Play-calling: I'm not one to harp on play-calling much. There are always plays in every game that we can look back at and complain about. And I generally believe play-calling is the easiest thing to complain about or praise because everyone sees it and the result so clearly (without knowing the exact call and assignments and audibles). Also, every play is designed to score a touchdown. Every one of them. All eleven defenders are accounted for when the play is drawn up. In a perfect scenario, if every player makes their block, a play should score a touchdown - or at least get a big gain (of course that doesn't take into account bad throws or dropped passes). It just comes down to executing those called plays. As Marv Levy used to say, play-calling is overrated. Execution is under rated. HOWEVER, this was clearly the most demonstrative I've ever been after a game regarding play-calling. Especially the Brad Smith pass call. I've heard Chan Gailey's explanations about why he called it. They saw the middle of the field was being left open and wanted to put the nail in the Cards coffin. I believe him. But I still don't like it. The Bills were running the ball well. They had the Cards on their heels. There wasn't much time left. Wildcat was fine there. It had been successful earlier in the game. But then let Smith run it. But better yet, how about just handing the ball off to CJ Spiller or Fred Jackson? Let them gain positive yardage and keep the clock moving. It was an awful call. It was one of the only times I've ever felt a play call could be a fireable offense for a coach after the way it turned out (the interception). Luckily for Gailey, things found a way to work out for his team in the end. He now says if he had to do it over again he'd run the ball. Of course, hindsight is always 20/20, but let's hope he remembers that the next time they are in that situation. Heck, let's just hope they're in that situation again soon.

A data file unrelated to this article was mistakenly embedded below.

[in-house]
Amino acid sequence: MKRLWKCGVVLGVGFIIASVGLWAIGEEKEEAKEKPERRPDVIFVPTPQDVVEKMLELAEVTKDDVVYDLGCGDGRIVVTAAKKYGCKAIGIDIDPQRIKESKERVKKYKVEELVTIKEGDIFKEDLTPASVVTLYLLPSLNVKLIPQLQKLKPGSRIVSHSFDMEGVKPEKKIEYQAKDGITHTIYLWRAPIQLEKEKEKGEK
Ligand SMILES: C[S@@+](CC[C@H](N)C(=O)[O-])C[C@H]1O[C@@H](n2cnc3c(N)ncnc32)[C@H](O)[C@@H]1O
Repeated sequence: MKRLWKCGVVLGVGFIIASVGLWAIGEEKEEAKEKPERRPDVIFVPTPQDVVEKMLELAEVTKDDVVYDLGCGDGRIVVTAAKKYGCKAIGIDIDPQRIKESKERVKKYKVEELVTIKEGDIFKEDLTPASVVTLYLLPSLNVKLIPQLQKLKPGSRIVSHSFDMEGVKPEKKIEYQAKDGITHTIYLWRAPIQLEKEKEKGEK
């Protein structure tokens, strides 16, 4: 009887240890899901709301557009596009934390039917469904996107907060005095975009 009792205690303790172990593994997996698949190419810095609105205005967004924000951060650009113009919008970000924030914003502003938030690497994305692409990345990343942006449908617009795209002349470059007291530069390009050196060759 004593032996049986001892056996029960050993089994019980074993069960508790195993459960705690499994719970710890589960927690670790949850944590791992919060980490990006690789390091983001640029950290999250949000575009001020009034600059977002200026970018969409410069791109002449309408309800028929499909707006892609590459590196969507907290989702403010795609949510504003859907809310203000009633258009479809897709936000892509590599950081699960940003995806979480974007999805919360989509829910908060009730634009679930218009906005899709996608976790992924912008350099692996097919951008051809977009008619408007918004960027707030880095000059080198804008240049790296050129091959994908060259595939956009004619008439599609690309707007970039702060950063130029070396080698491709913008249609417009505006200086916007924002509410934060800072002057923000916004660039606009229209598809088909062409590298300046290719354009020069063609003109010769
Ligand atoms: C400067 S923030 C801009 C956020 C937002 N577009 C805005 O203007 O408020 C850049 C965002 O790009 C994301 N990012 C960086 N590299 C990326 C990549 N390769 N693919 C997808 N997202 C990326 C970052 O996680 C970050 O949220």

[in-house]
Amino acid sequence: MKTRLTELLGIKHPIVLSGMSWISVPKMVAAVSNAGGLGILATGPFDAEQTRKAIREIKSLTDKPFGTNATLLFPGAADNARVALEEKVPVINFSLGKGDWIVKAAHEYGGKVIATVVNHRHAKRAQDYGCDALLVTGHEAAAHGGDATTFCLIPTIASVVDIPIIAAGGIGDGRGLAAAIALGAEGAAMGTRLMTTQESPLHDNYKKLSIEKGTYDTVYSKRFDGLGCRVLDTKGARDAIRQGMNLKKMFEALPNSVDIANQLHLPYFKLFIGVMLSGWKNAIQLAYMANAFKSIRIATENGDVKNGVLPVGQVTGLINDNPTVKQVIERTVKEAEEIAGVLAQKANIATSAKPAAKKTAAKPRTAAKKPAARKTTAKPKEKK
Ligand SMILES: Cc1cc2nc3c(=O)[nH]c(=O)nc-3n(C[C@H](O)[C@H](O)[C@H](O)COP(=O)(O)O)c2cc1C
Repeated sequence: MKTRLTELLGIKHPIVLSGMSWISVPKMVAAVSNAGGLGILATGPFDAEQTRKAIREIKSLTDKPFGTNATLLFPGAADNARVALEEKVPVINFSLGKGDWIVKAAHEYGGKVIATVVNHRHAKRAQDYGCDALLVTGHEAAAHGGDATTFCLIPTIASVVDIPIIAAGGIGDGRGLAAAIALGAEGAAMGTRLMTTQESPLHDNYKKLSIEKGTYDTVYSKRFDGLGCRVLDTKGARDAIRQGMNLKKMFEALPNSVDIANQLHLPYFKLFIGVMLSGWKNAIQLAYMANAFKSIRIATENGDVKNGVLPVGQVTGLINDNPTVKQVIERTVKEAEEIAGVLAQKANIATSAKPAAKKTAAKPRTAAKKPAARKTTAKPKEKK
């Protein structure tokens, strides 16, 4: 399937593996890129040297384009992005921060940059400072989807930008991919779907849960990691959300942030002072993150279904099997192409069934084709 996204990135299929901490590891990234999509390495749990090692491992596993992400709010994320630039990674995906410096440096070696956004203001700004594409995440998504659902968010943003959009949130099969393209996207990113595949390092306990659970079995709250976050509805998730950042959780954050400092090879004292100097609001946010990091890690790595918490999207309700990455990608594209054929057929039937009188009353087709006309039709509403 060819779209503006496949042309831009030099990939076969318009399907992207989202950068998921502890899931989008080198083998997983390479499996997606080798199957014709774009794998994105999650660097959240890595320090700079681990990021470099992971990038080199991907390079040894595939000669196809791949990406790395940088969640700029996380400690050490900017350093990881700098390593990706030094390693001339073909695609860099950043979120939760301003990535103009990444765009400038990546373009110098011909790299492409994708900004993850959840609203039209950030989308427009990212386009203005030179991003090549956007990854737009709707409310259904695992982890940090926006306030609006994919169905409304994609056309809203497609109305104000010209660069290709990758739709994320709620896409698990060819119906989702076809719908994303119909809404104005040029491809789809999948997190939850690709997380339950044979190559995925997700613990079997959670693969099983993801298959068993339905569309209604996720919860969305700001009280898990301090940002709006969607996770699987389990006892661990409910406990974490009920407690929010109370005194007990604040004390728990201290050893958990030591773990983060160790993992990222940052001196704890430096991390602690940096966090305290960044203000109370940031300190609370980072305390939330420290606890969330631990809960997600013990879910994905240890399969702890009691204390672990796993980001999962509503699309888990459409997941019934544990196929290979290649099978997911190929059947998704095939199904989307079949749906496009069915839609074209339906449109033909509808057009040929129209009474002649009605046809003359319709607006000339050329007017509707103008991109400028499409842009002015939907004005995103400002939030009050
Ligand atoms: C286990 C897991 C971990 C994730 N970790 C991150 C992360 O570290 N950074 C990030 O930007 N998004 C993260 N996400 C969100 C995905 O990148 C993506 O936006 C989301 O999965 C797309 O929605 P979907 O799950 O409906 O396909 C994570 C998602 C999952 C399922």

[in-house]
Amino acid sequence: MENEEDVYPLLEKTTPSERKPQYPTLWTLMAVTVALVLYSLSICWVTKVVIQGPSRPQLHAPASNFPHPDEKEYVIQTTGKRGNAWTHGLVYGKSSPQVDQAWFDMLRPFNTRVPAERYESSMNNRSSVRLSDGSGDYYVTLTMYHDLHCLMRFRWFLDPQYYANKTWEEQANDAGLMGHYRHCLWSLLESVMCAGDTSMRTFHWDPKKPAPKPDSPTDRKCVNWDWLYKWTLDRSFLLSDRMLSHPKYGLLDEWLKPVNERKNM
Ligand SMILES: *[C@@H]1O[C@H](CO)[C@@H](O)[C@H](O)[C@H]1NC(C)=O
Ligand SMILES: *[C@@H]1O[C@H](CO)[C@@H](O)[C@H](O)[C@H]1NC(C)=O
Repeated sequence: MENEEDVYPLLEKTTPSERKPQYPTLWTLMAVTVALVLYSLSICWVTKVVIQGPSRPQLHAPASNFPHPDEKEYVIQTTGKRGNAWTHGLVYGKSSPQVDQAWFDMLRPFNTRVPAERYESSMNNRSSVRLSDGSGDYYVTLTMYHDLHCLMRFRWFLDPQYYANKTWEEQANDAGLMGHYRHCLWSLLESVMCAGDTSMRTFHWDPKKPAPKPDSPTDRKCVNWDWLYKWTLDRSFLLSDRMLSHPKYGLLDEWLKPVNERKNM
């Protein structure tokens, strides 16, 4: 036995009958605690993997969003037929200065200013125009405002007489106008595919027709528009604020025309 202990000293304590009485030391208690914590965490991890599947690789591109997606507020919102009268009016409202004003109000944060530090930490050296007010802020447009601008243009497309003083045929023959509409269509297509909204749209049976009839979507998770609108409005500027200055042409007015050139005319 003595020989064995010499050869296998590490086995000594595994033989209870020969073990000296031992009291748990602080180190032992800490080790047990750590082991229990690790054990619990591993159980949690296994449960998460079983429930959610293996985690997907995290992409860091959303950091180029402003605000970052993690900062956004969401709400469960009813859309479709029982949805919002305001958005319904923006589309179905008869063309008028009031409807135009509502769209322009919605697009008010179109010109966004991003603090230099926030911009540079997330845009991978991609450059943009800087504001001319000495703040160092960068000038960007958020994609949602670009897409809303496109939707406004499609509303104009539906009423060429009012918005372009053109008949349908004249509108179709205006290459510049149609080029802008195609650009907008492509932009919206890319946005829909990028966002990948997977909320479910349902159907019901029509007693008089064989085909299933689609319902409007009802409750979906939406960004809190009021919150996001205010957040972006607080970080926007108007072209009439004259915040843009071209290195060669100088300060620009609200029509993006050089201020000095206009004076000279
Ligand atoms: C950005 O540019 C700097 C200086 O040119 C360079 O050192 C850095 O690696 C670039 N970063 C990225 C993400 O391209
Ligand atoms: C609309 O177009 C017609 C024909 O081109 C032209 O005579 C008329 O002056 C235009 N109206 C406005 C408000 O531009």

Kevin "Steve Young" Kolb: The defense played pretty well for the most part. They were put in some bad situations, but the bottom line is they held Arizona to 16 points and harassed and sacked their QBs most of the day. But an alarming trend and number was the way Kevin Kolb ran all over them from the quarterback spot. He wound up with 66 yards. He had 34 the entire season coming into this game! And it was big runs in big spots that really killed the Bills. looking ahead, they don't play many "running" QBs, but you can bet offensive coordinators on the Bills schedule took notice of how much room Kolb had all game long and how he took advantage. And those teams will try to take advantage the same way. Here's your weekly "fix it!" to Dave Wannstedt: find a way to stop the QB from running on you. Or it will keep happening and only get worse.